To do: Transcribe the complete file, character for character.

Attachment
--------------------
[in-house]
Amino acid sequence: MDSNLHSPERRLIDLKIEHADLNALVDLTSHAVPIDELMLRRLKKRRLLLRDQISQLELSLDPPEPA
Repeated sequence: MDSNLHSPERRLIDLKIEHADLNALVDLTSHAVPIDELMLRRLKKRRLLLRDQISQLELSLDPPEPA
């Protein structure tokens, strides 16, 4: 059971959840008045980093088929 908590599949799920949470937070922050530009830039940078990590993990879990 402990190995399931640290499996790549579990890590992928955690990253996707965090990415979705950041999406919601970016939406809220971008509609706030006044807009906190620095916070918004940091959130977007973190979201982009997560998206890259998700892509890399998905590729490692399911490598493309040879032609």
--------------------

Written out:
[in-house]
Amino acid sequence: MDSNLHSPERRLIDLKIEHADLNALVDLTSHAVPIDELMLRRLKKRRLLLRDQISQLELSLDPPEPA
Repeated sequence: MDSNLHSPERRLIDLKIEHADLNALVDLTSHAVPIDELMLRRLKKRRLLLRDQISQLELSLDPPEPA
């Protein structure tokens, strides 16, 4: 059971959840008045980093088929 908590599949799920949470937070922050530009830039940078990590993990879990 402990190995399931640290499996790549579990890590992928955690990253996707965090990415979705950041999406919601970016939406809220971008509609706030006044807009906190620095916070918004940091959130977007973190979201982009997560998206890259998700892509890399998905590729490692399911490598493309040879032609």